Test Drive: 2018 Volvo XC60
Test Drive: 2018 Volvo XC60
Scandinavian-influenced design meets high-tech safety and luxury in this new model
by Sue Mead
Motoring along a two-lane roadway in Catalonia that coils through small Spanish villages, the views of Montserrat—a majestic, multi-peaked rocky range located near the port city of Barcelona—are dramatic. The Scandinavian-inspired interior of the car we're driving, the 2018 Volvo XC60, is also splendid. The aim of the vehicle is to shelter its driver and passengers in a sanctuary of tranquil luxury (with plenty of comfort, convenience and technology features) and to protect the onboard cargo in a cabin engineered to provide world-renowned safety.
Longer, lower and wider than the previous version, the compact crossover has more interior roominess that not only brings more elbow room for up to five, but also makes it feel more planted on the road. Of course, there is a number of significant upgrades, along with standard all-wheel drive and an optional air suspension. Each iteration of the 2018 XC60 comes with a choice of a 250-horsepower four-cylinder T5 powertrain or a 316-hp. A T8 supercharged XC60, built on Volvo’s gasoline-electric plug-in hybrid drivetrain, will get 400 horses and join the line-up later.
Essentially, the second-generation XC60 is a smaller version of the award-winning seven-passenger, recently-reinvented XC90, as it borrows the athletic influence on the design language introduced for the mid-sized sibling both outside and in. The new crossover utility vehicle's more contemporary exterior has been sculpted to communicate muscle and performance through a brawnier design sketched with a long hood, short overhangs, a sleek profile and a shorter and more snubbed backend. The front is distinguished by a glossy chrome frame grille, LED headlights with the heritage-indicator Thor’s Hammer design, and fog lights integrated into the front spoiler. Also outside are heated power-adjusted outside mirrors with optional blindspot warning, athletic rear wheel arches, LED taillights with side markers, and dual-integrated tailpipes. A range of wheels includes 20-inch and 21-inch alloys, as well as highly-crafted diamond cut versions.
The subtle, comfortable interior is crafted with an atmosphere that whispers. With a driver-oriented cockpit that has uninterrupted design surfaces, the inside is made from beautiful natural materials and tasteful trims that include reclaimed driftwood inlay and hand-stitched leather. Although leather wraps a healthy portion of the interior real estate, it is more nuanced and decidedly different from its German competitors who use a similar yardage of leather, but present it as a fashion statement.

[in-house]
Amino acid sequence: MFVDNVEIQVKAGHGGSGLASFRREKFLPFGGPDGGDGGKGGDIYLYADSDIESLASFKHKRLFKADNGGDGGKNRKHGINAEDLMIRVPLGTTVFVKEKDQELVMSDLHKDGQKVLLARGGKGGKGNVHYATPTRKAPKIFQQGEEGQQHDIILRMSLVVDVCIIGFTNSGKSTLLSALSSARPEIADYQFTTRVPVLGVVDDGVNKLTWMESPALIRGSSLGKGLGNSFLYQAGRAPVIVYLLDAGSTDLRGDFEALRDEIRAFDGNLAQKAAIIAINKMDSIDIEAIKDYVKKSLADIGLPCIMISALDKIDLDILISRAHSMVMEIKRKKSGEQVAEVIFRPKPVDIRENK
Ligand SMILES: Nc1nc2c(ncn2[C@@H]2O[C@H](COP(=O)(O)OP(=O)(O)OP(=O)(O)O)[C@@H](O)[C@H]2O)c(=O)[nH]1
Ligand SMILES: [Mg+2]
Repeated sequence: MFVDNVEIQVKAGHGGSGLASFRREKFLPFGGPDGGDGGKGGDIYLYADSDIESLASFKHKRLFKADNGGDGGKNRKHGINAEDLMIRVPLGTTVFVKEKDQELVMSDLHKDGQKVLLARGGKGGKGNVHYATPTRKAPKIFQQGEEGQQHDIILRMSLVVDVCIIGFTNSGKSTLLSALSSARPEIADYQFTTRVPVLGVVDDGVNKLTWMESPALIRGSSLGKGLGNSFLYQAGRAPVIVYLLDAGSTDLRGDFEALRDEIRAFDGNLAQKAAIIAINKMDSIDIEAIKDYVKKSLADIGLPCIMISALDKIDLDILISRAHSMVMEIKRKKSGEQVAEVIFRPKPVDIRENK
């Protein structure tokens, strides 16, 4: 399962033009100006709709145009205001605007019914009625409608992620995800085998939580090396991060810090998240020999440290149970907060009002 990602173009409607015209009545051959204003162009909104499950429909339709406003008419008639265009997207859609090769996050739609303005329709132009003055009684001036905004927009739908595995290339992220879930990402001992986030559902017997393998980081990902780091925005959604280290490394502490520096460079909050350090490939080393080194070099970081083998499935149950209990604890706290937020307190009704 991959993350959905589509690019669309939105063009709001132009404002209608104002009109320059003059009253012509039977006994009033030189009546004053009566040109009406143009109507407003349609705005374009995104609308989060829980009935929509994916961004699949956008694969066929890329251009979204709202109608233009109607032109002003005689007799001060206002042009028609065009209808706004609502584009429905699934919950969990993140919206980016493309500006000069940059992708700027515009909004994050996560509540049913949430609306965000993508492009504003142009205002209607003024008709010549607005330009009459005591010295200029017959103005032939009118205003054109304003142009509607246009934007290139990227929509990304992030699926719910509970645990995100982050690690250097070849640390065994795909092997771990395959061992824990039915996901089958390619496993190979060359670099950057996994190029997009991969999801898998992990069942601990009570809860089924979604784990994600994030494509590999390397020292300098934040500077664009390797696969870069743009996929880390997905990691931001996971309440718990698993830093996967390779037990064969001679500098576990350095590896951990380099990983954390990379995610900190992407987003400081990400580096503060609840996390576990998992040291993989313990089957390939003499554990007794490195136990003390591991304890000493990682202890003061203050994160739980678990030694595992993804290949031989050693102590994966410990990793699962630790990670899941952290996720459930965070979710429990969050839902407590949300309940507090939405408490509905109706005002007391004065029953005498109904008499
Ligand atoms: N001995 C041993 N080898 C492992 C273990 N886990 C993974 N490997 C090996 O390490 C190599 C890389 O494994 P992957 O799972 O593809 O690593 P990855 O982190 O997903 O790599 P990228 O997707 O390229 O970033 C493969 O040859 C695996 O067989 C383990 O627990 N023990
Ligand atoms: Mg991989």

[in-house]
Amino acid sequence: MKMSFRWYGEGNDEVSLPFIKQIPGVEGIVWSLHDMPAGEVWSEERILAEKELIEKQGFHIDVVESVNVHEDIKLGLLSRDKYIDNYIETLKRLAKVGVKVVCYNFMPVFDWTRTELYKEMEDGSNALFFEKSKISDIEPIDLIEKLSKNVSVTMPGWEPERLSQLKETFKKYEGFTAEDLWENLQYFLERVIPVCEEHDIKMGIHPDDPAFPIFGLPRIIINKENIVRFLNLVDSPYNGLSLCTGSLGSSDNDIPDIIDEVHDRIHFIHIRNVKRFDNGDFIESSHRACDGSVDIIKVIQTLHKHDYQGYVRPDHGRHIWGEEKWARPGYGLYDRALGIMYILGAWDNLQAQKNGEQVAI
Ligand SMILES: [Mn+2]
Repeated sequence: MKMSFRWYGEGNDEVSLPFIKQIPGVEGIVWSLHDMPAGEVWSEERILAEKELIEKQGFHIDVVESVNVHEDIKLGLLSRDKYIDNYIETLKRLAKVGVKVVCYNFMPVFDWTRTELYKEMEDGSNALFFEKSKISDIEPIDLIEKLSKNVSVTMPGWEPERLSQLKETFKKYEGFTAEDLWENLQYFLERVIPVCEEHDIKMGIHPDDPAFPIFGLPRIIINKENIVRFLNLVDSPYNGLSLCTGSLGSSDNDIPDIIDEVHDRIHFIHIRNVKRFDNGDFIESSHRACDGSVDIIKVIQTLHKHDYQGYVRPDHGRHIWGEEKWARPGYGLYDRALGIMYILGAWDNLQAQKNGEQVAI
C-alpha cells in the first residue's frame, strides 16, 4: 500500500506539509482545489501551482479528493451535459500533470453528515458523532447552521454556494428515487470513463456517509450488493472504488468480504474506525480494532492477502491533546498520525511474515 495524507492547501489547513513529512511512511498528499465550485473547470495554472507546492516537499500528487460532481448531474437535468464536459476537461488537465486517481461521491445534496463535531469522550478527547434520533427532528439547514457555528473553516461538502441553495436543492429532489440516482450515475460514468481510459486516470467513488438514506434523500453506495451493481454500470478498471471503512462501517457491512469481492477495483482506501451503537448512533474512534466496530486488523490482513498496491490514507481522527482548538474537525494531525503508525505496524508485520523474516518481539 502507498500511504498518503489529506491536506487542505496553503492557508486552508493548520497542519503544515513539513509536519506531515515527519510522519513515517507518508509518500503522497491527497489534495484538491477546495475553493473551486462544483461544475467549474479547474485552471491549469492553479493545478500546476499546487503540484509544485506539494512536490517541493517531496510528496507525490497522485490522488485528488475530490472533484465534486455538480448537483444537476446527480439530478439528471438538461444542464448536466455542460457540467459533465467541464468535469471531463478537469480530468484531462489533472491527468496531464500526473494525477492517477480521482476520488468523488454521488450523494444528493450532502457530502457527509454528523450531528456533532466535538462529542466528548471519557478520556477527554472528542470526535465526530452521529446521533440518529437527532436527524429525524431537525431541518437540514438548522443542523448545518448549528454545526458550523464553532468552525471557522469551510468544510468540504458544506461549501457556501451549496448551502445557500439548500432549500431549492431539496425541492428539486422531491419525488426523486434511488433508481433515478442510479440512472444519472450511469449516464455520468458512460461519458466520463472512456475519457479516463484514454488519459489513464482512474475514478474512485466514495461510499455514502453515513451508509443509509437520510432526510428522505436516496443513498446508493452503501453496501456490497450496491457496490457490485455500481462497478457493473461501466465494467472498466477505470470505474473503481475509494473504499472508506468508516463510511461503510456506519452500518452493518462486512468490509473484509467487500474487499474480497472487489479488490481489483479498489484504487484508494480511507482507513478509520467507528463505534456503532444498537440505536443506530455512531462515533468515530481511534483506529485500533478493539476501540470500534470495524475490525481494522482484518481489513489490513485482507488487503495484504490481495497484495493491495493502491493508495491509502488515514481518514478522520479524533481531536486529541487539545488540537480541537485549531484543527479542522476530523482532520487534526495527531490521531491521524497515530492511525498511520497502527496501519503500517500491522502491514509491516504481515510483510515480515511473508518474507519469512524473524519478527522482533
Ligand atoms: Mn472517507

Front seats are 10-way power buckets, while the luxe-level cabin gets four-zone climate control and automatic air-recirculation for travel in polluted areas. Standard on all trims is an updated interface for the Sensus Connect touchscreen that sits in the center stack and works via infrared technology. The patented four-tile homepage keeps navigation, phone, media and applications available and the new user interface has color-coded tiles and larger fonts.
We drove a 2.0-liter T6 inscription-trimmed model with 316 horsepower and 295 torque, the turbo- and super-charged engine blends the best of both worlds bringing instant boost when we motivated the throttle and top-end performance for passing and more-sprightly driving. The AWD system typically motors in front-drive, but can hastily transfer torque and traction of up to 50 percent to the rear, when needed to enhance all-weather traction and/or slippery surfaces.
Drive modes include Comfort, Dynamic, Off Road, and Eco settings, with changes that instantly affect throttle, steering, brake pedal feel, suspension—and fuel economy. There's also an Individual driver-defined mode that enables a more personalized set-up. Electric steering is well-weighted with three levels of driver-adjustable settings to vary overall power assistance to mesh with personal preference, as well. Other drive attributes are strong, linear braking and a flat motoring demeanor, with little-to-no body roll in corners and a wonderful combination of relaxed-handling settings for everyday driving that can adjust for spirited motoring. The XC60’s suspension and engine are the same as the larger, heavier XC90; the XC60 moves a bit more quickly and its slightly-revised suspension dynamics help it carve corners more crisply.
One of our favorite takeaways is the clean palette of Scandinavian luxury. But we also enjoy its compact and park-easy size, still with ample interior space for five with 38 inches of backseat leg room (plus plenty of stowage in the rear). On the long list of comfort and convenience features, the heated, ventilated and massaging front seats are a true luxury. While for those who like singing in the car, the Bowers and Wilkins sound system (with 15 speakers and the world’s first body integrated air-ventilated subwoofer) will thrill. Of course, perhaps most importantly, the sense of wellbeing that comes from Volvo’s long and impressive list of super-smart safety attributes is ever-present and comforting—no matter where (or how fast) you're driving.
On sale by the fall of 2017, the 2018 Volvo XC60 will be joined by the T8 electric version by the end of the year or early in 2018. (The company will produce only electric or hybrid vehicles starting in 2019.) Three trims include the base Momentum that starts at $41,500 (plus $995 destination and delivery), the sporty R-Design, and the top-of-the-line Inscription priced from $48,700.
Images courtesy of Volvo